Children of the street

By Laura Delbrassinne

We meet them every day, but we do not pay special attention. They are for the most part very young, looking a little haggard, the look lost in the void. Often they run after us for a piece or a coca-cola. We think that this is normal, that they are children of the street and so much the worse for that. We hear some people say that “in any case, we can not save the whole earth” and “that it is a very sad situation”.
We do not worry especially for them because they know the street. They know how to get by.
They are mostly between 10 and 15 years old, but some are barely 4 or 5 years old. They have no family, no house, and scarcely enough food. They live alone, sometimes in a band, knowing very well that their father or mother is no longer there to woo them.

Theirs education? They get it themselves, over time, despite the risks. They know that at least the street speaks to them and listens to them. Traumatises, theirs only way out is to trust God. Only God has a lot of work and does not seem to pay much attention to those many children who run the streets in South Africa. The majority of them are orphans because of a devastating disease: AIDS, which today affects more than 30% of the South African national population.
The number of people with this disease is increasing every day and as a result, the number of orphans is also growing. Most of the time, the rest of the family can’t afford to continue to care and protect these children. They find themselves therefore books to themselves, with in their hands a future more than uncertain.
But what we see in their eyes when we meet their gaze is only a small glimpse of the suffering they suffer every day because of this sad reality. These orphans have considerable problems with their situation. The malnutrition they face is causing terrible delays in both physical and psychological growth.
These children suffer terrible trauma because they are often excluded from the community and even from health centers. Sex education in school is so weak that some still think that if only one person is sick of AIDS in a family, then everyone is contaminated. An absurd and totally false idea.

In addition, it is estimated that today, 29% of orphaned children have economic accreditation to survive. In the worst case, some prostitute at just 15 years for less than 7 dollars. These children have unprotected sex about 3 or 4 times a day.

This terrible situation is also a factor in the growth of AIDS in South Africa.

For these orphans, it is often easier to live on the streets rather than having to live in a host family or most of the time they receive neither attention nor affection.

And we know it very well, so that a child grows up and flourishes, he needs all possible love and a daily listening.

These orphans feel discriminated and different from other children because they do not have access to school. This has an enormous impact on their relations with the outside world. Faced with this extremely sensitive and catastrophic situation, these children react in different ways. One can see distress running through their extinct eyes, tired by a life already too difficult for such a young child.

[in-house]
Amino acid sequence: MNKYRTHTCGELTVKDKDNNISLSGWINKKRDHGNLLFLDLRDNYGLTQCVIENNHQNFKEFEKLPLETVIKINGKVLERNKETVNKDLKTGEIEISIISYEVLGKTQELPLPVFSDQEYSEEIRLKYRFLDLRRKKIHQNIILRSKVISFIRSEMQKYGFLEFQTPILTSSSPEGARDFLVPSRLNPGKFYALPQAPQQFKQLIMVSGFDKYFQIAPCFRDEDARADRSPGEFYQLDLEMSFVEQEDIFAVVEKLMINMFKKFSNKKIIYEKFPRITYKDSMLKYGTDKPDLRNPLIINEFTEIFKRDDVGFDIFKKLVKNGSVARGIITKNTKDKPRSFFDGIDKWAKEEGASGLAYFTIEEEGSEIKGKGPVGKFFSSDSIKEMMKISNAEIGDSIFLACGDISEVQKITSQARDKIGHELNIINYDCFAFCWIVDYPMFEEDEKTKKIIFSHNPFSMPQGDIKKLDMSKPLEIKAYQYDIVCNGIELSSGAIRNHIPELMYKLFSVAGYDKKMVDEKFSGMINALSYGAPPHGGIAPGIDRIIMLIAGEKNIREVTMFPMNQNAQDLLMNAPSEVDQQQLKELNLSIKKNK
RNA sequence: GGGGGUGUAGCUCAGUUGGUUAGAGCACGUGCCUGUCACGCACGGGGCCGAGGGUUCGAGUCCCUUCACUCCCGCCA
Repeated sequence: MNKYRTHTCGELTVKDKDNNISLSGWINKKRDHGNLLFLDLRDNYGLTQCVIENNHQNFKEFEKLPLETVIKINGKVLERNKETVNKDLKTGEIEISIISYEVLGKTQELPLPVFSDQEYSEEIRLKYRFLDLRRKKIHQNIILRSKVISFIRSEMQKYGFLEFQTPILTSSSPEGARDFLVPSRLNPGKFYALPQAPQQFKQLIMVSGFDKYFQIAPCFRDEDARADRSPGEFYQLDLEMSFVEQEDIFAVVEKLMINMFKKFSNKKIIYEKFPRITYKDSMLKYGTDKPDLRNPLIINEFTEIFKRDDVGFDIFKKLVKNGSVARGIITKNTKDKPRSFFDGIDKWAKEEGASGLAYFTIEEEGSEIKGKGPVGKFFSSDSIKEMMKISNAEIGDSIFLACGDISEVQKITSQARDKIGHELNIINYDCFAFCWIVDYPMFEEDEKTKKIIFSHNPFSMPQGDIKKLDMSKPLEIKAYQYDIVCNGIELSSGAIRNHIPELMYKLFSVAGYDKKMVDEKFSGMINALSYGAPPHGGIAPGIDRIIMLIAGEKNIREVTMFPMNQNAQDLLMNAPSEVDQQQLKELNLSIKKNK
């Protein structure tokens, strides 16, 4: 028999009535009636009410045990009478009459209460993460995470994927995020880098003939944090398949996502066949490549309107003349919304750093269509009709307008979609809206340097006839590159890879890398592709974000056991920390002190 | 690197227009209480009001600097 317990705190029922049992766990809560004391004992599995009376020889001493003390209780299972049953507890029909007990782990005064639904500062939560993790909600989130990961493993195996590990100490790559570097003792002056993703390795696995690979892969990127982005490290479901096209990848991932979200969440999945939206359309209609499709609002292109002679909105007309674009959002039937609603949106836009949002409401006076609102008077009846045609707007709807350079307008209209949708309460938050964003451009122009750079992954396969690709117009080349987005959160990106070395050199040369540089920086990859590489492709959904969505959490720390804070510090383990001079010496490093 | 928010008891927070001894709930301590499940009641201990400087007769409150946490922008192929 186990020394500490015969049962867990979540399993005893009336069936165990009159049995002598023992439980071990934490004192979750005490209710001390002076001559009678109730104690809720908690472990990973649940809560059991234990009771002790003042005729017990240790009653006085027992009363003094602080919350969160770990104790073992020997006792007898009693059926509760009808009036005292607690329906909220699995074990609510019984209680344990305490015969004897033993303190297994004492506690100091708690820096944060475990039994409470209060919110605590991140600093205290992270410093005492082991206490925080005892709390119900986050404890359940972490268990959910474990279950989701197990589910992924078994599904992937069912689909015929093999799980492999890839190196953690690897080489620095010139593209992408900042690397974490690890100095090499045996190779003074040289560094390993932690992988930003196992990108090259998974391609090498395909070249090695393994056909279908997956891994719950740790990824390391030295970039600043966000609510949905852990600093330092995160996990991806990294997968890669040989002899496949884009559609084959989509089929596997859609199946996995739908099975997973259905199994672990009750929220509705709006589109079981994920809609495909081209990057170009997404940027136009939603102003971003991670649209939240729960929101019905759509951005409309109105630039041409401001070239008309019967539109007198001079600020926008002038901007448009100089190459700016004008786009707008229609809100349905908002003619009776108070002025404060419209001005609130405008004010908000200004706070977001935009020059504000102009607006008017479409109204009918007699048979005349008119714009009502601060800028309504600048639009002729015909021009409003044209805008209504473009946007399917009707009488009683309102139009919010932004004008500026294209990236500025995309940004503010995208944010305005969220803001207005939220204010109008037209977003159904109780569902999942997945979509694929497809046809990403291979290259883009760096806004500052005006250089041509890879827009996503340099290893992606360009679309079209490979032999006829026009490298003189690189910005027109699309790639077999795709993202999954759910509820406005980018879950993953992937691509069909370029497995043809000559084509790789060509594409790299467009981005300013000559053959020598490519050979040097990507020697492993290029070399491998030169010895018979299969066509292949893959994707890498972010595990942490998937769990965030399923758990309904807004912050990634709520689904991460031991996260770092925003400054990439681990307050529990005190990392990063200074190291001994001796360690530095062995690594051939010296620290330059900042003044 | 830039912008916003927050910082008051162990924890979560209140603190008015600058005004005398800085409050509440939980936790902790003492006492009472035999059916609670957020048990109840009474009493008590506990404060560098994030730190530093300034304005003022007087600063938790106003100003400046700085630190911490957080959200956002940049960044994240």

They rarely talk about their situation. Fear, shame, deny … They think they are abnormal because they grow up alone. Some of them fall into alcohol, drugs, depression or aggression.

 

But if they are afraid to talk about it, it’s up to us to do it. It is up to us to sensitize the whole of South Africa so that in future years, the next generations do not know the same fate. If we talk about it, we will change things. It is still possible to improve the situation of these children. But to do this, we must first believe in it, stand up and fight together so that the street ceases to take charge of these thousands of little ones.

South Africa is growing every day a little more, leaving a whole generation of children in front of the firm doors of a stable and constructive future. It is urgent for the future of the country that things change, that the government should take responsibility for the education and protection of children. Every child who comes into the world must be able to enjoy the same opportunities as others.
It is not normal that thousands of children are running the streets in search of a better future.

To change the situation, immediate support is needed for families and local communities to ensure the health and safety of all these orphans. Provide these children with free basic education, giving them the opportunity to earn a living in a sustainable and safe way. There is a need for sex education in every school so that young people and adults understand the issues and especially the risks and dangers of AIDS. School is terribly important for every child. It should not be seen as a privilege, but as a common right for everyone.

South Africa has a wonderful new generation of children that it has to protect. For a better future, it is urgent that the country listen more attentively to the dreams and desires of each child so that they can in turn take care of their native land.

We tried to make a video report about the terrible situation of the orphan children but unfortunately they denied our request.

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Street Talk TV – short documentary films about social issues affecting South Africa. Street Talk is produced by ‘Street Stories Films’ a Non-Profit Organisation Reg No: 072-487 NPO.

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